Last May, the UK government made £250 million available to enable local authorities to pay for “pop-up” cycling and walking infrastructure. In France, 1 million bikes have been repaired and 50 jobs created last year thanks to a COVID-related governmental repair bonus (€50 /bike) for residents. And according to the association “Vélo & territoires” bike traffic recorded since the beginning of the year 2020 has increased by 13% in urban areas compared to the same period in 2019. Success was even bigger in Belgium: the public initiative Bike for Brussels, for example, recorded a stunning 84% increase of cyclists over a 1-year stretch compared to September 2019. One of the reasons could be the 40 km new cycle lanes built by Brussels-Capital between March and July 2020. Ireland aims for a green recovery and earmarked €360 million to boost cycling in 2021.

In The Netherlands, traditional biking paradise, The Hague plans to invest €65 million (€126 per resident) into its cycling network. This budget is earmarked in the “Plenty of Space for Cycling Programme 2020-2025” which was published last December. It shall bring The Hague closer to its target of making cycling its primary mode of transport by 2040. As much as possible, the work on the cycle paths is done at the same time as other activities in the city such as maintenance of the road surface or sewerage or safety improvement measures. Where possible, the municipality collaborates with regional and national partners. After testing larger cycling lanes and more space at traffic lights, the neighbouring Rotterdam decided to permanently create more space for cyclists in the next years (Fietskoers 2025).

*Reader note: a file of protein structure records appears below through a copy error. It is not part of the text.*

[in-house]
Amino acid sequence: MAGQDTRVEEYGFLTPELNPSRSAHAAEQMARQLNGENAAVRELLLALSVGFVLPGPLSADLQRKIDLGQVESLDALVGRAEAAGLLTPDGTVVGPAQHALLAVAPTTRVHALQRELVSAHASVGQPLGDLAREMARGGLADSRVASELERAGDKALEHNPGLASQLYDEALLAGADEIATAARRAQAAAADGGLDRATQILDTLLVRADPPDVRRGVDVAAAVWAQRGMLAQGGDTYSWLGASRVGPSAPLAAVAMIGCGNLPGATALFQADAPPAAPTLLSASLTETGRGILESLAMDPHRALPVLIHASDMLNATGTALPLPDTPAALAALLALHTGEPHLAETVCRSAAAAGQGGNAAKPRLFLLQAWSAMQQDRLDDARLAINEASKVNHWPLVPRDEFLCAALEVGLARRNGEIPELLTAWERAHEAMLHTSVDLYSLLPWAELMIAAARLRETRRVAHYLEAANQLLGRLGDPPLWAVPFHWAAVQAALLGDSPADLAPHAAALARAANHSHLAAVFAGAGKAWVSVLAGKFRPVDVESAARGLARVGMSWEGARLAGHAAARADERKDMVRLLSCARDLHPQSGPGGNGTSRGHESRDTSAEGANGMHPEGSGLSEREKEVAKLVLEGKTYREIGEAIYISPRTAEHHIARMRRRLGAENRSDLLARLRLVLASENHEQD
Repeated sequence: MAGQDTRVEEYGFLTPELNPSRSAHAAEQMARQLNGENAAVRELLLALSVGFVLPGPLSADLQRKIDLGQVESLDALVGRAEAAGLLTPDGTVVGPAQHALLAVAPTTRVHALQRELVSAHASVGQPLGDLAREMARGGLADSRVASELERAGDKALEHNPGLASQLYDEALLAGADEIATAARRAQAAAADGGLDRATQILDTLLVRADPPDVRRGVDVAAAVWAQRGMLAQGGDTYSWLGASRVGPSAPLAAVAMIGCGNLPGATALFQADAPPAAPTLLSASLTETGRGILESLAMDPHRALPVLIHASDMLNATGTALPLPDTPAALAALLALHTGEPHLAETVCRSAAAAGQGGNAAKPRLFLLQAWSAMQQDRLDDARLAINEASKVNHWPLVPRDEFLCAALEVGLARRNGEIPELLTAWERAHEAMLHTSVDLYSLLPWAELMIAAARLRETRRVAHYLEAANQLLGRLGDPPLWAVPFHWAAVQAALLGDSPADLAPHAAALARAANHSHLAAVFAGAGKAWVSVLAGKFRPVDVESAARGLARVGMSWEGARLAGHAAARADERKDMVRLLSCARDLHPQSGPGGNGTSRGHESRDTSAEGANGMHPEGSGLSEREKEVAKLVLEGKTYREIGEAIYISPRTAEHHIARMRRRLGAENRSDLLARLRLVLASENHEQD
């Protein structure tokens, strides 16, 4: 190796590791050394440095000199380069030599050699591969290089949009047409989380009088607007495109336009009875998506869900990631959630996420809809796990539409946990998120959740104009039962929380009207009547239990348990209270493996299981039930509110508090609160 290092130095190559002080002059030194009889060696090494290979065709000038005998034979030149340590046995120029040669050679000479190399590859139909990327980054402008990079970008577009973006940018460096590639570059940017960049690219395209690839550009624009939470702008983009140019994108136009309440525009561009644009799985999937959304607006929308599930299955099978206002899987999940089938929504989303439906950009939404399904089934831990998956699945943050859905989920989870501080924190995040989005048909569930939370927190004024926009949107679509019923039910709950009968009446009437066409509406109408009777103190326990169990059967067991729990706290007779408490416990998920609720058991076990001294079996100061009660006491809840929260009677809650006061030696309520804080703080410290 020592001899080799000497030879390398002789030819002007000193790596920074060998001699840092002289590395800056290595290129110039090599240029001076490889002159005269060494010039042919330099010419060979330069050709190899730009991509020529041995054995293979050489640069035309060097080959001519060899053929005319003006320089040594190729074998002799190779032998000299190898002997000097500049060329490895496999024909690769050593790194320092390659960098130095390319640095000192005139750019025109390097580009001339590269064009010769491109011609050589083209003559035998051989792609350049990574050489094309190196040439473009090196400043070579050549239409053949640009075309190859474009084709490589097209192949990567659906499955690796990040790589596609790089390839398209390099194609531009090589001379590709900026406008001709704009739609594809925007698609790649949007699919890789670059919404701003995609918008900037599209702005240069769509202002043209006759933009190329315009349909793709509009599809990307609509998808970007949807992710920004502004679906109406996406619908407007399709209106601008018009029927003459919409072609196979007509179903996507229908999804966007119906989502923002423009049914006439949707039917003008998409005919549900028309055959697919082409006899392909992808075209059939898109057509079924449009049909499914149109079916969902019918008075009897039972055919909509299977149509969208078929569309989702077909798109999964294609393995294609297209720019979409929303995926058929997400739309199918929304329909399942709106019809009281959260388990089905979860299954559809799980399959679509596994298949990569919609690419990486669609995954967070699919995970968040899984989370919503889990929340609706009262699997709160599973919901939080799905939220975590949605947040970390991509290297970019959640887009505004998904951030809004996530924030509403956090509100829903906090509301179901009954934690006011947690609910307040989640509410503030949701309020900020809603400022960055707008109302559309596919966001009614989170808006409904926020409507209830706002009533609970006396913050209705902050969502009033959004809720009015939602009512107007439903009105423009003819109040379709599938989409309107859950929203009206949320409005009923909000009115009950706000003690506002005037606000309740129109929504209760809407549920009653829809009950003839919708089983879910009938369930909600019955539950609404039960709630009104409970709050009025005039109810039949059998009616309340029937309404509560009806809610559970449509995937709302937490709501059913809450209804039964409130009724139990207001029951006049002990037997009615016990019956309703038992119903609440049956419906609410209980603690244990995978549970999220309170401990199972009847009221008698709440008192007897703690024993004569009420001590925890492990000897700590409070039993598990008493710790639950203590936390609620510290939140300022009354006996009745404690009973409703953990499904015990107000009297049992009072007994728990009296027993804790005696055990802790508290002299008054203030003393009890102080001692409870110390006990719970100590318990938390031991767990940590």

Corona lane battles

However, corona bike lanes did not always pop up without conflict. The temporary measure had a very short life span in Marseille, where the corona cycling lane disappeared after only one week. The city officials argued that the 9 km lane (that cost almost €600,000 in total) had not been used enough. A few months and many critic voices later, discussions around the creation of 23 new corona lanes have been resumed in the Marseille city council last November. Some of the councillors see an urgent need for going far beyond the currently available 100 bikeable kilometers when smaller cities like Strasburg count 600 km or the French capital Paris even 800 km.

Similarly, in Berlin, pop-up bike lanes did not receive enthusiastic support from everyone. The new biking space triggered opposition from groups like the German automobile club ADAC or political parties like CDU, FDP and AFD accusing the district officials to favour bikes over cars. A fight over Berlin’s streets has started since then and a legal case against the Senate is still pending.